Open-water swimming could potentially be fatal, cardiologists warn

Doctors warn against a potentially life-threatening condition endemic to swimmers.
Ayesha Gulzar
Swimmer training on the open sea.
Swimmer training on the open sea.


A recent study links swimming in open water to a lung condition called swim-induced pulmonary edema (SIPE). The case study reports that the heart and the lungs can be affected by SIPE.

SIPE causes fluid buildup in the lungs and is described by an umbrella term called Immersion Pulmonary Edema (IPE). The condition is found in open-water swimmers, scuba divers, snorkelers, military swimmers, and triathletes.

It's characterized by shortness of breath (dyspnea), low blood oxygen (hypoxemia), coughing up frothy sputum (hemoptysis), extreme fatigue, symptoms of respiratory distress, and a sensation of 'wet' lungs.

The First Published Case

IPE case studies have been reported since the 1980s. However, the first published evidence of IPE involving myocardial edema – swelling of the heart muscle – was published in 2022. According to the case study, a "fit and well female in her fifties" with no previous notable medical history started to hyperventilate while swimming.

"When I got out, I undid my wetsuit and immediately felt the sensation of my lungs filling with fluid," the patient reported, following which she began coughing a metallic-tasting pink frothy sputum.

Fortunately, the responders recognized the symptoms of IPE, which was later confirmed by a chest X-ray, revealing fluid in her lungs. Signs of heart and tissue damage were observed through blood tests and an MRI.

An Elusive Pathophysiology

As the body exerts itself during immersion, blood is redirected from the peripheral vascular system to the core, increasing thoracic volume and thereby increasing pressure in the pulmonary vasculature.

Additionally, predisposing factors include cold water, over-hydration, negative inhalation pressure, diabetes, hypertension, high physical exertion, and underlying cardiac pathology.

However, according to Stefanie D. Martina from the Divers Alert Network, all these factors need not be present for the sudden onset of IPE as this syndrome has also been reported in warm waters, low immersion activity, lower exertion levels, varying depths, and otherwise healthy individuals.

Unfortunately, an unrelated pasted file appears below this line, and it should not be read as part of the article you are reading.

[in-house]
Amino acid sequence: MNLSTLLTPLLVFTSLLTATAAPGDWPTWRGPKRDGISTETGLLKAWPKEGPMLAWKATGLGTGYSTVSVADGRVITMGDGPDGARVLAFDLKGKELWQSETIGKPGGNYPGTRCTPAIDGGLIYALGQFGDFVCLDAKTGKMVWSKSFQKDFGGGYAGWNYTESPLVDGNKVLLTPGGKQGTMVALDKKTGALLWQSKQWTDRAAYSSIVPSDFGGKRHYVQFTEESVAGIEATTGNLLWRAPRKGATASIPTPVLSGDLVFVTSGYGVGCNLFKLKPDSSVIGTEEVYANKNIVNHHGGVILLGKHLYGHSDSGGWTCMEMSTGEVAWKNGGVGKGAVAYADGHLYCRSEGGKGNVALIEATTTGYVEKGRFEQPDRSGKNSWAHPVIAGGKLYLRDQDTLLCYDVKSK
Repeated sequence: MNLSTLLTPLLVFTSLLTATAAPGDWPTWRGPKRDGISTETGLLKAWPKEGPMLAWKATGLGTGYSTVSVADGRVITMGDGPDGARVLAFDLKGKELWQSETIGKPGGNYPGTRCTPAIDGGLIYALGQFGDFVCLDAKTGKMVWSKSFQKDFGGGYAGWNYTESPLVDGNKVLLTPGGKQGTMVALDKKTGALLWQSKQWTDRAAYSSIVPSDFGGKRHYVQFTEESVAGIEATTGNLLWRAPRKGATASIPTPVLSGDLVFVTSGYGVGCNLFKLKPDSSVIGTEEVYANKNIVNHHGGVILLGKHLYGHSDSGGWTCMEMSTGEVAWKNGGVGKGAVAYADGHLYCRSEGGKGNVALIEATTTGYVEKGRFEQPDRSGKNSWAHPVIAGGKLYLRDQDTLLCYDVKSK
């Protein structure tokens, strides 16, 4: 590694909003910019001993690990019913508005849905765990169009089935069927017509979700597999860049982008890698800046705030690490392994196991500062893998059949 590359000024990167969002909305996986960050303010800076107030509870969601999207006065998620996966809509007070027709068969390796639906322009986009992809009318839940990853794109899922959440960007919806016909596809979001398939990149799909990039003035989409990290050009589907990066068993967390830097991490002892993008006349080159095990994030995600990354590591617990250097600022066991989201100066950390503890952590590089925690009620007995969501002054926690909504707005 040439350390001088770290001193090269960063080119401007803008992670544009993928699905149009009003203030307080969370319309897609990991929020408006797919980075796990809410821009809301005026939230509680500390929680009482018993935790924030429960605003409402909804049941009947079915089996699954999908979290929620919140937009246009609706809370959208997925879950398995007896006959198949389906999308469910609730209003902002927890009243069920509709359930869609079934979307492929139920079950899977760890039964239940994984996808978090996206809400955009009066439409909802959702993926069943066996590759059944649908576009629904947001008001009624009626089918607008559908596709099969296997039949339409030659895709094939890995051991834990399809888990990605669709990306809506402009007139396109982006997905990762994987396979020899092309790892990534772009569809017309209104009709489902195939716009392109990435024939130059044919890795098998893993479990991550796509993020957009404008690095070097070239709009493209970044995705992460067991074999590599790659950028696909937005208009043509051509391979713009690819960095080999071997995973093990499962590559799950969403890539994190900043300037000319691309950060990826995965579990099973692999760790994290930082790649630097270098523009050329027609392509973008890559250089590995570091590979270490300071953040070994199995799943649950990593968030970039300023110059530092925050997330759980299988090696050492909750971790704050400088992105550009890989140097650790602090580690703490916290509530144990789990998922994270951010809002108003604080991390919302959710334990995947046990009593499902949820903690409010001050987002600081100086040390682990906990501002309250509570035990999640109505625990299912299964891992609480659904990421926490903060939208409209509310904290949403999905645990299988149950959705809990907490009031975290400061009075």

Other contributing factors may exist, but the exact pathophysiology is currently elusive. IPE is also underdiagnosed due to shared postmortem findings with drowning and prolonged resuscitation efforts. Due to a lack of data and a poor understanding of pathophysiology, there are currently no ways to portend susceptibility.

Another critical factor to note is that of recurrence; Researchers have reported an 18-33 percent recurrence rate, meaning that IPE patients should be presumed to have a predisposition, and patient counseling is imperative.

Prevention and Treatment

Researchers at Duke University have recently completed phase two of a clinical study, according to which administering a generic form of Viagra, Sildenafil, to IPE patients resulted in reduced pulmonary vascular pressures with no adverse effects on exercise hemodynamics.

According to Dr. James Oldman of the Royal United Hospitals Bath, no standard medical guidelines regarding the recognition and management of IPE currently exist.

While doctors advise slower-paced swimming, avoiding cold water, and tight-fitting wetsuits, substantial scientific evidence in favor of these guidelines is lacking in scientific literature.

In conclusion, while researchers navigate the elusive path of IPE diagnosis, treatment, and prevention, remaining abreast of developments can prove lifesaving.

The case report has been published in the journal BMJ Case Reports.


Immersion pulmonary oedema (IPE) is an under-reported and poorly understood phenomenon thought to be related to exercise-induced haemodynamic changes while submersed in water. Previous work has demonstrated reversible myocardial dysfunction during acute episodes. We present a case of IPE with concomitant, transient, left ventricular myocardial oedema characterised via MRI. This is a novel finding and may be evidence of left ventricular strain due to pressure overload or secondary to a subclinical myocarditis.

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